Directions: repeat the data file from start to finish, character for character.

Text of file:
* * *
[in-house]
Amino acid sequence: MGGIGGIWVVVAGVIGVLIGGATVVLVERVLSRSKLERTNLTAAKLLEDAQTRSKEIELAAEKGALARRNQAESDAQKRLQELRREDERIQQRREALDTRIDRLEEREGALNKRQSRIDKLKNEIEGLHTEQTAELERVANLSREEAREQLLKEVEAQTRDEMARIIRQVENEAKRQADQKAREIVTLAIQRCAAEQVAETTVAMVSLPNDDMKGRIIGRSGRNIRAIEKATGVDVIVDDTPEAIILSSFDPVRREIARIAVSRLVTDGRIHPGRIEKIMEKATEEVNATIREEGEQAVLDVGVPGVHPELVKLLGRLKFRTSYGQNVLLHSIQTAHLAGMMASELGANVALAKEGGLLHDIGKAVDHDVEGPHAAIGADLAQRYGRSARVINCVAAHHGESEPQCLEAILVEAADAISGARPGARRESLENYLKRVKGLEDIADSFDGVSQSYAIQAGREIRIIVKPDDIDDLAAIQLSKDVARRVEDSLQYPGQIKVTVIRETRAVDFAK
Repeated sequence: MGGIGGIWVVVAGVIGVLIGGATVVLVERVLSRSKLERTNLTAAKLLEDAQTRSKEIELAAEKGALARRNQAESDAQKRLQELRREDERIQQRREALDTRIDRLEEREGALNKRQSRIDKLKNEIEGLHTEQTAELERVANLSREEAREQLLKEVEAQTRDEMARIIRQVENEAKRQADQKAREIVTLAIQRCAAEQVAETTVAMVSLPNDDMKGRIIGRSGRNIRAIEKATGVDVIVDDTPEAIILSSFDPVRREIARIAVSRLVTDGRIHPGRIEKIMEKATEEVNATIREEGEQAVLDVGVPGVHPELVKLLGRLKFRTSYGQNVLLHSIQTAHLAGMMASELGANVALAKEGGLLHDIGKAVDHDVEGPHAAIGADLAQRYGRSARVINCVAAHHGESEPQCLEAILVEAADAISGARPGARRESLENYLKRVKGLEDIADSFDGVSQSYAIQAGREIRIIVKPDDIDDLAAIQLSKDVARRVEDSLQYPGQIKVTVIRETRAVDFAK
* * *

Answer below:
[in-house]
Amino acid sequence: MGGIGGIWVVVAGVIGVLIGGATVVLVERVLSRSKLERTNLTAAKLLEDAQTRSKEIELAAEKGALARRNQAESDAQKRLQELRREDERIQQRREALDTRIDRLEEREGALNKRQSRIDKLKNEIEGLHTEQTAELERVANLSREEAREQLLKEVEAQTRDEMARIIRQVENEAKRQADQKAREIVTLAIQRCAAEQVAETTVAMVSLPNDDMKGRIIGRSGRNIRAIEKATGVDVIVDDTPEAIILSSFDPVRREIARIAVSRLVTDGRIHPGRIEKIMEKATEEVNATIREEGEQAVLDVGVPGVHPELVKLLGRLKFRTSYGQNVLLHSIQTAHLAGMMASELGANVALAKEGGLLHDIGKAVDHDVEGPHAAIGADLAQRYGRSARVINCVAAHHGESEPQCLEAILVEAADAISGARPGARRESLENYLKRVKGLEDIADSFDGVSQSYAIQAGREIRIIVKPDDIDDLAAIQLSKDVARRVEDSLQYPGQIKVTVIRETRAVDFAK
Repeated sequence: MGGIGGIWVVVAGVIGVLIGGATVVLVERVLSRSKLERTNLTAAKLLEDAQTRSKEIELAAEKGALARRNQAESDAQKRLQELRREDERIQQRREALDTRIDRLEEREGALNKRQSRIDKLKNEIEGLHTEQTAELERVANLSREEAREQLLKEVEAQTRDEMARIIRQVENEAKRQADQKAREIVTLAIQRCAAEQVAETTVAMVSLPNDDMKGRIIGRSGRNIRAIEKATGVDVIVDDTPEAIILSSFDPVRREIARIAVSRLVTDGRIHPGRIEKIMEKATEEVNATIREEGEQAVLDVGVPGVHPELVKLLGRLKFRTSYGQNVLLHSIQTAHLAGMMASELGANVALAKEGGLLHDIGKAVDHDVEGPHAAIGADLAQRYGRSARVINCVAAHHGESEPQCLEAILVEAADAISGARPGARRESLENYLKRVKGLEDIADSFDGVSQSYAIQAGREIRIIVKPDDIDDLAAIQLSKDVARRVEDSLQYPGQIKVTVIRETRAVDFAK